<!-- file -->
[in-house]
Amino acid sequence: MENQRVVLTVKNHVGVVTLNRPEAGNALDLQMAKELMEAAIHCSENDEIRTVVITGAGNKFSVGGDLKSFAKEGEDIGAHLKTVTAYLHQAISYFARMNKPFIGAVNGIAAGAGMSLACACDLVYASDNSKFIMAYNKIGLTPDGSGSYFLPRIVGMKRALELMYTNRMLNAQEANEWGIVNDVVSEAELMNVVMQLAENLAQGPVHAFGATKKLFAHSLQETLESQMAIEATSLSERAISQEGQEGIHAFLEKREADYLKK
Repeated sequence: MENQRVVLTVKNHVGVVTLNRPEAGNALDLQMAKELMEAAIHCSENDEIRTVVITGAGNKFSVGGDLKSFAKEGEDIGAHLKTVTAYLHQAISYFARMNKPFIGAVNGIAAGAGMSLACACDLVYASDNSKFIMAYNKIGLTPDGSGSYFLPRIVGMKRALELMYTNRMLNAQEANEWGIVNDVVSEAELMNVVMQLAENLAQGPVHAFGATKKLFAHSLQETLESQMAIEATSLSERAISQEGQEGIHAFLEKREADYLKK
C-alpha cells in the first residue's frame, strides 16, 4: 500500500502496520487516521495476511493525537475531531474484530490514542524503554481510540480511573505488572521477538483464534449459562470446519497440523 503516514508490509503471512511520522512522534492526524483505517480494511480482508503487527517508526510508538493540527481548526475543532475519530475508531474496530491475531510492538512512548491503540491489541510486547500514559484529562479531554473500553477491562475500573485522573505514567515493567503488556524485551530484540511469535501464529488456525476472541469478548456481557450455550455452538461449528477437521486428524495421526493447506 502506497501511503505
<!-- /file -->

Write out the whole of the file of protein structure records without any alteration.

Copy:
[in-house]
Amino acid sequence: MENQRVVLTVKNHVGVVTLNRPEAGNALDLQMAKELMEAAIHCSENDEIRTVVITGAGNKFSVGGDLKSFAKEGEDIGAHLKTVTAYLHQAISYFARMNKPFIGAVNGIAAGAGMSLACACDLVYASDNSKFIMAYNKIGLTPDGSGSYFLPRIVGMKRALELMYTNRMLNAQEANEWGIVNDVVSEAELMNVVMQLAENLAQGPVHAFGATKKLFAHSLQETLESQMAIEATSLSERAISQEGQEGIHAFLEKREADYLKK
Repeated sequence: MENQRVVLTVKNHVGVVTLNRPEAGNALDLQMAKELMEAAIHCSENDEIRTVVITGAGNKFSVGGDLKSFAKEGEDIGAHLKTVTAYLHQAISYFARMNKPFIGAVNGIAAGAGMSLACACDLVYASDNSKFIMAYNKIGLTPDGSGSYFLPRIVGMKRALELMYTNRMLNAQEANEWGIVNDVVSEAELMNVVMQLAENLAQGPVHAFGATKKLFAHSLQETLESQMAIEATSLSERAISQEGQEGIHAFLEKREADYLKK
C-alpha cells in the first residue's frame, strides 16, 4: 500500500502496520487516521495476511493525537475531531474484530490514542524503554481510540480511573505488572521477538483464534449459562470446519497440523 503516514508490509503471512511520522512522534492526524483505517480494511480482508503487527517508526510508538493540527481548526475543532475519530475508531474496530491475531510492538512512548491503540491489541510486547500514559484529562479531554473500553477491562475500573485522573505514567515493567503488556524485551530484540511469535501464529488456525476472541469478548456481557450455550455452538461449528477437521486428524495421526493447506 502506497501511503505